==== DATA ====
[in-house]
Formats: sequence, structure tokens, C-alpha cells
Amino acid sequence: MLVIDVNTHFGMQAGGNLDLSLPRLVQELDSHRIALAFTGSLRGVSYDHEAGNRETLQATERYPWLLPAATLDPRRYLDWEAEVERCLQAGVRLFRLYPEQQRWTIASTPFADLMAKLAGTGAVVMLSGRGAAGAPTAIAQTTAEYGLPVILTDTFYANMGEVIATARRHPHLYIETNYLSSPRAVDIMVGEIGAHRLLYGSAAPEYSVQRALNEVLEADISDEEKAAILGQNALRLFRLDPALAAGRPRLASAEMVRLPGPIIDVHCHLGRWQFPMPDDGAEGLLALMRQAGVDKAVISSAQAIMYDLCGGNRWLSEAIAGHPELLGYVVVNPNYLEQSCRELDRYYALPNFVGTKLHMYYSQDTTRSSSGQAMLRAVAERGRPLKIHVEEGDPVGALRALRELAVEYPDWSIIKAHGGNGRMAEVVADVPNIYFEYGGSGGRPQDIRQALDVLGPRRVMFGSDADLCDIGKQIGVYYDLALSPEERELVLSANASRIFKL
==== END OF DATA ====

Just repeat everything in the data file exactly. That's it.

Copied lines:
[in-house]
Formats: sequence, structure tokens, C-alpha cells
Amino acid sequence: MLVIDVNTHFGMQAGGNLDLSLPRLVQELDSHRIALAFTGSLRGVSYDHEAGNRETLQATERYPWLLPAATLDPRRYLDWEAEVERCLQAGVRLFRLYPEQQRWTIASTPFADLMAKLAGTGAVVMLSGRGAAGAPTAIAQTTAEYGLPVILTDTFYANMGEVIATARRHPHLYIETNYLSSPRAVDIMVGEIGAHRLLYGSAAPEYSVQRALNEVLEADISDEEKAAILGQNALRLFRLDPALAAGRPRLASAEMVRLPGPIIDVHCHLGRWQFPMPDDGAEGLLALMRQAGVDKAVISSAQAIMYDLCGGNRWLSEAIAGHPELLGYVVVNPNYLEQSCRELDRYYALPNFVGTKLHMYYSQDTTRSSSGQAMLRAVAERGRPLKIHVEEGDPVGALRALRELAVEYPDWSIIKAHGGNGRMAEVVADVPNIYFEYGGSGGRPQDIRQALDVLGPRRVMFGSDADLCDIGKQIGVYYDLALSPEERELVLSANASRIFKL